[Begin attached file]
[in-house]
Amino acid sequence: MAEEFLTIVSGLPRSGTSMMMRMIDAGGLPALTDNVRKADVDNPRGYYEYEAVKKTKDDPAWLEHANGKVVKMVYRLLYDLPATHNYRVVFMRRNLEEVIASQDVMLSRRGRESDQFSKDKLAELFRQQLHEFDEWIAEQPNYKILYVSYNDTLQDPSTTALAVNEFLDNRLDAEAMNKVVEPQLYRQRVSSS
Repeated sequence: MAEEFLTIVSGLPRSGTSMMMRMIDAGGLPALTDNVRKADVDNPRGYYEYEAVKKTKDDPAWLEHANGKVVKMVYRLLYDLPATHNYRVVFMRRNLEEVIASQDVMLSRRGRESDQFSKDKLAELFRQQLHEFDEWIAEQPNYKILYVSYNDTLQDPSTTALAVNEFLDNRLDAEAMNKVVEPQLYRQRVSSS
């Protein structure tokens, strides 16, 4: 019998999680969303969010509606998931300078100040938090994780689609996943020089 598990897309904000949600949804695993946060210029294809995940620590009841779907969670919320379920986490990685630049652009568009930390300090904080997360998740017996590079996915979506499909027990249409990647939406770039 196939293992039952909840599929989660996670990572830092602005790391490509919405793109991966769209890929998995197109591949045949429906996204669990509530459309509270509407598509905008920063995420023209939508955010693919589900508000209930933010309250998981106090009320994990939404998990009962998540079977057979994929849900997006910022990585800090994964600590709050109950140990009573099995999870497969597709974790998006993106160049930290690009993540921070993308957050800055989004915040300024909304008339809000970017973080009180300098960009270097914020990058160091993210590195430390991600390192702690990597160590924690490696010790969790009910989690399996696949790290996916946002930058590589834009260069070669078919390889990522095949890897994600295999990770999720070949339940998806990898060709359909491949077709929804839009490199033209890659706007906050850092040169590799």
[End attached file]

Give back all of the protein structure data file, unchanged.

[in-house]
Amino acid sequence: MAEEFLTIVSGLPRSGTSMMMRMIDAGGLPALTDNVRKADVDNPRGYYEYEAVKKTKDDPAWLEHANGKVVKMVYRLLYDLPATHNYRVVFMRRNLEEVIASQDVMLSRRGRESDQFSKDKLAELFRQQLHEFDEWIAEQPNYKILYVSYNDTLQDPSTTALAVNEFLDNRLDAEAMNKVVEPQLYRQRVSSS
Repeated sequence: MAEEFLTIVSGLPRSGTSMMMRMIDAGGLPALTDNVRKADVDNPRGYYEYEAVKKTKDDPAWLEHANGKVVKMVYRLLYDLPATHNYRVVFMRRNLEEVIASQDVMLSRRGRESDQFSKDKLAELFRQQLHEFDEWIAEQPNYKILYVSYNDTLQDPSTTALAVNEFLDNRLDAEAMNKVVEPQLYRQRVSSS
């Protein structure tokens, strides 16, 4: 019998999680969303969010509606998931300078100040938090994780689609996943020089 598990897309904000949600949804695993946060210029294809995940620590009841779907969670919320379920986490990685630049652009568009930390300090904080997360998740017996590079996915979506499909027990249409990647939406770039 196939293992039952909840599929989660996670990572830092602005790391490509919405793109991966769209890929998995197109591949045949429906996204669990509530459309509270509407598509905008920063995420023209939508955010693919589900508000209930933010309250998981106090009320994990939404998990009962998540079977057979994929849900997006910022990585800090994964600590709050109950140990009573099995999870497969597709974790998006993106160049930290690009993540921070993308957050800055989004915040300024909304008339809000970017973080009180300098960009270097914020990058160091993210590195430390991600390192702690990597160590924690490696010790969790009910989690399996696949790290996916946002930058590589834009260069070669078919390889990522095949890897994600295999990770999720070949339940998806990898060709359909491949077709929804839009490199033209890659706007906050850092040169590799």